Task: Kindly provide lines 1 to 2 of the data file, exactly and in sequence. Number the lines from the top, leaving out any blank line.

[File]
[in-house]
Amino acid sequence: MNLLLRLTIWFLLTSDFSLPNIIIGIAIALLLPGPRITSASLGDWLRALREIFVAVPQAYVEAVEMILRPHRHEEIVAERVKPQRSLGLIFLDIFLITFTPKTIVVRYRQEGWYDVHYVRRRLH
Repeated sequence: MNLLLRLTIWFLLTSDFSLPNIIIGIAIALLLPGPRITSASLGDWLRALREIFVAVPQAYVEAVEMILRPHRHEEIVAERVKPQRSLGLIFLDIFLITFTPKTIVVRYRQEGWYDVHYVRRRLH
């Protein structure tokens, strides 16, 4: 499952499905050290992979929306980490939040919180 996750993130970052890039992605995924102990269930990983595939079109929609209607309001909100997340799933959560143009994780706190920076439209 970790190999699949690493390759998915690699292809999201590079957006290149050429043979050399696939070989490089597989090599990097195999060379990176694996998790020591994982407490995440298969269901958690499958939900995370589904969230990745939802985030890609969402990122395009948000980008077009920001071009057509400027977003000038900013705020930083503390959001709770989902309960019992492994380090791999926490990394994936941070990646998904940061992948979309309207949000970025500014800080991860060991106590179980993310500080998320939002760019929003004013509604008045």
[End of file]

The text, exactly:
[in-house]
Amino acid sequence: MNLLLRLTIWFLLTSDFSLPNIIIGIAIALLLPGPRITSASLGDWLRALREIFVAVPQAYVEAVEMILRPHRHEEIVAERVKPQRSLGLIFLDIFLITFTPKTIVVRYRQEGWYDVHYVRRRLH